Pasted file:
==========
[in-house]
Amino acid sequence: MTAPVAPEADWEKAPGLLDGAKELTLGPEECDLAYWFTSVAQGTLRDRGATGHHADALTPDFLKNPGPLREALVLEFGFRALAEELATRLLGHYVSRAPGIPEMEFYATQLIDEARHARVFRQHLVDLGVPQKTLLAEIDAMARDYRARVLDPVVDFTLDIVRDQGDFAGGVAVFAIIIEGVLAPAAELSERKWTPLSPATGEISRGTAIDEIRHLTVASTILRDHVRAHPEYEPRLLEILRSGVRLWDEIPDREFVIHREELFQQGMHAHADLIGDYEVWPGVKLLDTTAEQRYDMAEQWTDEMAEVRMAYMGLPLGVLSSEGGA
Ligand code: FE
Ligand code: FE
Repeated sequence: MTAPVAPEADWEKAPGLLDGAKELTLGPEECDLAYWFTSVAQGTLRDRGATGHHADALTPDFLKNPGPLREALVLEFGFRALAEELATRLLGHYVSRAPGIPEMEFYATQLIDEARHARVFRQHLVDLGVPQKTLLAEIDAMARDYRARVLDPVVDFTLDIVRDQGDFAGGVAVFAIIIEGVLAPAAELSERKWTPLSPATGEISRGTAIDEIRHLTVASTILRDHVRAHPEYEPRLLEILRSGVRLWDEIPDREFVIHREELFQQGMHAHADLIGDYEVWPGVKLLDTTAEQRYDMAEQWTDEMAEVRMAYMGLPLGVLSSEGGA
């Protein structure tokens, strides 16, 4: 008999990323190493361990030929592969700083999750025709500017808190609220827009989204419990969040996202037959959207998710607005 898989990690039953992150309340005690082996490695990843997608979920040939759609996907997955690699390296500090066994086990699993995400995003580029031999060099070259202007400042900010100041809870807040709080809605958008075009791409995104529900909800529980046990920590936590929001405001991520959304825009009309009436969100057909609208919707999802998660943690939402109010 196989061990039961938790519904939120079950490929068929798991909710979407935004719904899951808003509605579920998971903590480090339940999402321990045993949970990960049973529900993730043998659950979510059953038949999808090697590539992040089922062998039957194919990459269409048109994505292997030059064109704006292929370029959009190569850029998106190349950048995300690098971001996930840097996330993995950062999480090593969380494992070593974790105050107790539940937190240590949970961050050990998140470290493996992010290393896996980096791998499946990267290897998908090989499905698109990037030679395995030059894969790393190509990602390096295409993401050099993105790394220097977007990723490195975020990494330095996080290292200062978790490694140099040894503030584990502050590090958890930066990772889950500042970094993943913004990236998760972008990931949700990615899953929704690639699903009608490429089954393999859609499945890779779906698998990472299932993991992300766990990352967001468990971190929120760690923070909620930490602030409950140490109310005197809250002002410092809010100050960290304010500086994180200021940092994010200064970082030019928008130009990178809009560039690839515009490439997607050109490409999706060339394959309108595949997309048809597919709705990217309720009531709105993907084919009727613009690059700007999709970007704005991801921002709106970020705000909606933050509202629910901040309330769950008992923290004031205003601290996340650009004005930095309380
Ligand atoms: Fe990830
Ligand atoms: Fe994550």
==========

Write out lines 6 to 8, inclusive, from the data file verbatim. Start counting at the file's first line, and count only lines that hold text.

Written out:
């Protein structure tokens, strides 16, 4: 008999990323190493361990030929592969700083999750025709500017808190609220827009989204419990969040996202037959959207998710607005 898989990690039953992150309340005690082996490695990843997608979920040939759609996907997955690699390296500090066994086990699993995400995003580029031999060099070259202007400042900010100041809870807040709080809605958008075009791409995104529900909800529980046990920590936590929001405001991520959304825009009309009436969100057909609208919707999802998660943690939402109010 196989061990039961938790519904939120079950490929068929798991909710979407935004719904899951808003509605579920998971903590480090339940999402321990045993949970990960049973529900993730043998659950979510059953038949999808090697590539992040089922062998039957194919990459269409048109994505292997030059064109704006292929370029959009190569850029998106190349950048995300690098971001996930840097996330993995950062999480090593969380494992070593974790105050107790539940937190240590949970961050050990998140470290493996992010290393896996980096791998499946990267290897998908090989499905698109990037030679395995030059894969790393190509990602390096295409993401050099993105790394220097977007990723490195975020990494330095996080290292200062978790490694140099040894503030584990502050590090958890930066990772889950500042970094993943913004990236998760972008990931949700990615899953929704690639699903009608490429089954393999859609499945890779779906698998990472299932993991992300766990990352967001468990971190929120760690923070909620930490602030409950140490109310005197809250002002410092809010100050960290304010500086994180200021940092994010200064970082030019928008130009990178809009560039690839515009490439997607050109490409999706060339394959309108595949997309048809597919709705990217309720009531709105993907084919009727613009690059700007999709970007704005991801921002709106970020705000909606933050509202629910901040309330769950008992923290004031205003601290996340650009004005930095309380
Ligand atoms: Fe990830
Ligand atoms: Fe994550």